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If you’ve read enough poker books then you know that one thing that always comes up at some point is learning to cope with the “swings”.  For clarification, swings as they are referred to in any form of gambling, are the rise and fall of your bankroll as you continue to gamble over a period of time, normally viewed in frames of about six months.

What Is a Swing?

Most players, no matter how skilled or how well they handle their money, will experience an extreme swing potentially numerous times in their career where they go from winning lots of money (the top of the swing), to the point to where it seems like luck and skill have completely abandoned them (the low point of the swing).

Even if a bad swing doesn’t cripple you financially, it can really affect your mental status, which in turn can have a devastating effect on how you play poker.  You need to be able to take the money factor out of the equation and continue to play at or near your best session after session, regardless of many bad beats you get.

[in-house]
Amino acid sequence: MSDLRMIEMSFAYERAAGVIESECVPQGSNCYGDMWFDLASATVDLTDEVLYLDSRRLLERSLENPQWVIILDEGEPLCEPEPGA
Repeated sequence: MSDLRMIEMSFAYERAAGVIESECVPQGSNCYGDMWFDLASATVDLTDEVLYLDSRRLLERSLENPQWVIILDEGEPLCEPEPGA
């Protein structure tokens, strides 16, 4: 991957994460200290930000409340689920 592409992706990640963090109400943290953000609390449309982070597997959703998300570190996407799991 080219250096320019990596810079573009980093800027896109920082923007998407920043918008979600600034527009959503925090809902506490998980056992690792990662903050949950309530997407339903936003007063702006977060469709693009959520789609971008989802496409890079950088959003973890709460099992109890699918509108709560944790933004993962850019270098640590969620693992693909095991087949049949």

Treat Highs & Lows The Same

Obviously this won’t be easy and it takes a lot of time to build up a mental resistance to losing money, but it is possible.  After a string of losses you’re going to want to step away from the table for awhile (however long it takes to clear your mind) and not return until you can approach the next session with a fresh, positive frame of mind.

On the flip side though, there are many bad habits you can pick up when you can’t seem to lose and are raking in the chips.  Players that feel invincible will make bad decisions, call hands they shouldn’t and overplay their cards.

Just because you’re winning now doesn’t mean you’ll never lose again, which is why it’s important to remain humble and focused.  Now is the time to add to your career bankroll for the future, rather than up the ante and gamble it all away, only to leave yourself with nothing the next time you hit a downward swing.

It can help to read up on swings as well, so do some online research and see what the pros have to say when it comes to dealing with the big wins and the big losses.